Caraway, also called Persian cumin or meridian fennel, is well known for its use in rye bread and German pretzel recipes. Caraway seeds are aromatic with a distinct bitter, nutty taste, and warm, sweet undertones. Their flavor and aroma is a pungent combination of anise seed and cumin. The seeds are actually the fruit of the caraway plant.
In the United States, caraway is most often used in rye bread (they are added whole). This version of rye bread is called seeded rye or Jewish rye bread. They may also be found in Irish soda bread with raisins and currants.
The flavor of caraway seeds comes from its essential oils, made mostly of anethole, carvone, and limonene. This ingredient is used throughout the world for a variety of recipes. While the most popular are rye bread and pretzels, they are also used in desserts, liquors, cheeses, sauces, and in soaps and perfumes. It is also common in some cultures to have caraway seeds on the table as an after-dinner mint.
Cooking with Caraway Seeds
Highly aromatic, caraway seeds have a subtle licorice hint, with a mild anise, citrus, and pepper flavor. They are occasionally substituted with anise seeds (not star anise). Beyond their use in well-known breads, caraway seeds can be found in curries, soups, vegetables, and sausages. You can also grind caraway seeds and use them as a substitute for ground cumin or anise. Experiment with substitutions to see what you prefer. Toasted caraway seeds make a lovely addition to salads and bread recipes.
Some ways to cook with caraway include:
- Rye bread: This classic recipe combines yeast, water, brown sugar, canola oil, flour and salt to make a light, brown rye bread. Try it for sandwiches, toasted with cheese or honey, or by itself!
- Chicken schnitzel: A Middle-Eastern twist on the Austrian classic, this Israeli chicken schnitzel recipe uses caraway seed in an apple coleslaw, which is served with chicken and garlic mayonnaise.
- Soup: Caraway seeds can add a unique nutty, lightly bitter and anise-flavor to a rich winter soup recipe like German lentil soup, spiced with caraway, nutmeg, and Worcestershire sauce.
In addition to its culinary uses, caraway also has a number of medicinal applications. Its beneficial properties include antiseptic, antispasmodic, carminative, and digestive. It is used to stimulate a mother’s milk production and as an ingredient in children’s medicine for colic.
Caraway Seeds: History and Origination
Well known in the classical days, caraway is believed to have originated with the ancient Arabs, who called caraway, karawya. Prehistoric caraway seeds have been found in southern Europe, which indicates the fruits were part of early man’s diet. The English term caraway dates back to the mid-15th century.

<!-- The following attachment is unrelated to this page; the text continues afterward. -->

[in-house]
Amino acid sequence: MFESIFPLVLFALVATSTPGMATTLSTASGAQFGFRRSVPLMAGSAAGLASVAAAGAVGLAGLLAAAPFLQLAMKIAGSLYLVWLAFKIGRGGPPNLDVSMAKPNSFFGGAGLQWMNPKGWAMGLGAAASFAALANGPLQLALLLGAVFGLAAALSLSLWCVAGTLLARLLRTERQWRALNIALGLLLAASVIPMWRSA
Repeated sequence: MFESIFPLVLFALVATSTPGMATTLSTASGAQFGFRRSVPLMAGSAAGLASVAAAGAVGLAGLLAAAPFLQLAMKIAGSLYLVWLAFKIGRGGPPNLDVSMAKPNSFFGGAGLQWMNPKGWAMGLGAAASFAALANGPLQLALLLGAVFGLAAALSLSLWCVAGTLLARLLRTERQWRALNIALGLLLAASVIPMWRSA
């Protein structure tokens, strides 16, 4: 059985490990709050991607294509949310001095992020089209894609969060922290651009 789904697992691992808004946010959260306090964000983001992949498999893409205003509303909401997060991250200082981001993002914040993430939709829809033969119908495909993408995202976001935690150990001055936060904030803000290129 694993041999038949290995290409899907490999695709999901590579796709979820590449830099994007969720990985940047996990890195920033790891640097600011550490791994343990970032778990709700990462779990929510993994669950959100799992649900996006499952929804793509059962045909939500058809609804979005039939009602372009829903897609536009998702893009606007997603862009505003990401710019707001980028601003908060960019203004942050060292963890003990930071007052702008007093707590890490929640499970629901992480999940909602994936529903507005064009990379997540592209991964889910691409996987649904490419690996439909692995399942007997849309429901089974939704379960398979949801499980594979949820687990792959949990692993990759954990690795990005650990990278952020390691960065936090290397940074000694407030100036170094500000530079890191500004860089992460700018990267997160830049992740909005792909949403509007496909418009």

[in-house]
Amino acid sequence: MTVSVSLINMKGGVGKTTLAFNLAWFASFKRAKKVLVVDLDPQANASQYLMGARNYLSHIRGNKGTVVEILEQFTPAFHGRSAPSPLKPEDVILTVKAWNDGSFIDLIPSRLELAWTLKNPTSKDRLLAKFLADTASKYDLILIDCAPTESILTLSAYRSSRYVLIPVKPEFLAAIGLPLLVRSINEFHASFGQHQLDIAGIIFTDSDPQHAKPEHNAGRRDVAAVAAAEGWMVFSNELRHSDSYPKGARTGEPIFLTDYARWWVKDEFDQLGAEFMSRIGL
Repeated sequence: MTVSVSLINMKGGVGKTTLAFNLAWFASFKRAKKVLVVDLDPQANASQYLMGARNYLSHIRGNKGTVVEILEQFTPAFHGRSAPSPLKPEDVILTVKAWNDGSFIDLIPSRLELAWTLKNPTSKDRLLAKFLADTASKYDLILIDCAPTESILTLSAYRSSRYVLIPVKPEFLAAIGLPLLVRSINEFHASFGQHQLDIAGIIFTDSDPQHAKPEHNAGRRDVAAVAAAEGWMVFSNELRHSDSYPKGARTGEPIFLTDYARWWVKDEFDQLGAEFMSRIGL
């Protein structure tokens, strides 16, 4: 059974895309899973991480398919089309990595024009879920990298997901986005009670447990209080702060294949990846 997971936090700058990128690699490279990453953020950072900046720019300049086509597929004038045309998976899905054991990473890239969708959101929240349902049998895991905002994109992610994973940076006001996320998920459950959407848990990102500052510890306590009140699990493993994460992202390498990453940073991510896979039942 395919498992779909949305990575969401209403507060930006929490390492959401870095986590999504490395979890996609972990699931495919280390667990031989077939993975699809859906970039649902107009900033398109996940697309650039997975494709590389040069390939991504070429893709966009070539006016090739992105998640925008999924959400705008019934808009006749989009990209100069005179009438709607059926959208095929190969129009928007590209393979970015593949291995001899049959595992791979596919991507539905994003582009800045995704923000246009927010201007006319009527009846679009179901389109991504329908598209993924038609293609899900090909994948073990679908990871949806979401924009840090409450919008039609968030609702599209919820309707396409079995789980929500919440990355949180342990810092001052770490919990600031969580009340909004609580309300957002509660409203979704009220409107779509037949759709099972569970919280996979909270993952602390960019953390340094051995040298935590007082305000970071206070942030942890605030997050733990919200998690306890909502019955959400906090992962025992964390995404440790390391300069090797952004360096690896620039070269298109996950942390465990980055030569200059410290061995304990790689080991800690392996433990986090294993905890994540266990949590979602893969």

Combined with milk and flour, caraway seeds formed the bread consumed by Julius Caesar and the soldiers of Valerius.
A number of historians wrote of the applications of caraway. Dioscorides, for example, recommended its use for women with pale coloration. It was popular during the Middle Ages and Shakespeare’s time. In a reference to Shakespeare’s Henry IV, to this day, the custom of serving apples with a dish of caraway seeds is still practiced in Cambridge.
A number of interesting superstitions once existed around caraway seeds. It was believed that, by hiding seeds within an object, the owner could prevent its theft. German parents would hide caraway seeds under their children’s pillows to protect them from witches. It was also an ingredient in love potions, meant to prevent infidelity.
Cultivation of Caraway Seeds
Caraway is a biennial plant (meaning it has a two year biological cycle) in the apaicaea family. It is similar in appearance to other members of the carrot family, and has feathery, finely divided, leaves. The plant grows up to two feet tall and produces small white or pink flowers, along with the crescent-shaped, ridged caraway seeds (which are actually the plant’s fruits).
The caraway plant grows best in well-drained, rich soil, in sunny and warm locations. It is adaptable to temperate or subtropical dry summer climates. Caraway grows best in regions with long hours of sunlight, such as Nordic countries. Depending on the climate, caraway is planted as either an annual (in warm regions) or as a biennial (in more temperate climates).
Caraway plants are harvested when the fruit is ripened, normally during the summer after an autumn-sown crop. The fruits are dried in the sun, in artificial dryers, or by gently heating over a stove.
Today, Finland provides about 30 percent of the world’s caraway. It is also cultivated in Canada, central Europe, Egypt, and the Netherlands.
About Our Caraway Seeds
Our caraway seeds are grown and produced in Canada, one of the world’s main growing areas.
The United States is the largest market for Canadian caraway. Our caraway seeds are harvested when ripe, dried, and packaged, and have no additives or preservatives.